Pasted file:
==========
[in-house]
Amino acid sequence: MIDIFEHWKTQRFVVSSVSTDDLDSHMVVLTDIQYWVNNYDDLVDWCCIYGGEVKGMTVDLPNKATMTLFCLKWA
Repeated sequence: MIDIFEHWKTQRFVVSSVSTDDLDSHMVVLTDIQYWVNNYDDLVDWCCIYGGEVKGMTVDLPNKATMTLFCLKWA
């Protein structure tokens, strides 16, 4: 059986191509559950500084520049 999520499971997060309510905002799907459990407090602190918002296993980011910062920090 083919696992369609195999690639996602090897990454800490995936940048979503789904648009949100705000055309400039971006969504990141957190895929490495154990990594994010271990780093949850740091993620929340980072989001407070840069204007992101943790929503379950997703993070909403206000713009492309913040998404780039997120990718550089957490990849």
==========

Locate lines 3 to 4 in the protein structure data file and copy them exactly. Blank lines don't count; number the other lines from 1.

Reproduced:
Repeated sequence: MIDIFEHWKTQRFVVSSVSTDDLDSHMVVLTDIQYWVNNYDDLVDWCCIYGGEVKGMTVDLPNKATMTLFCLKWA
């Protein structure tokens, strides 16, 4: 059986191509559950500084520049 999520499971997060309510905002799907459990407090602190918002296993980011910062920090 083919696992369609195999690639996602090897990454800490995936940048979503789904648009949100705000055309400039971006969504990141957190895929490495154990990594994010271990780093949850740091993620929340980072989001407070840069204007992101943790929503379950997703993070909403206000713009492309913040998404780039997120990718550089957490990849």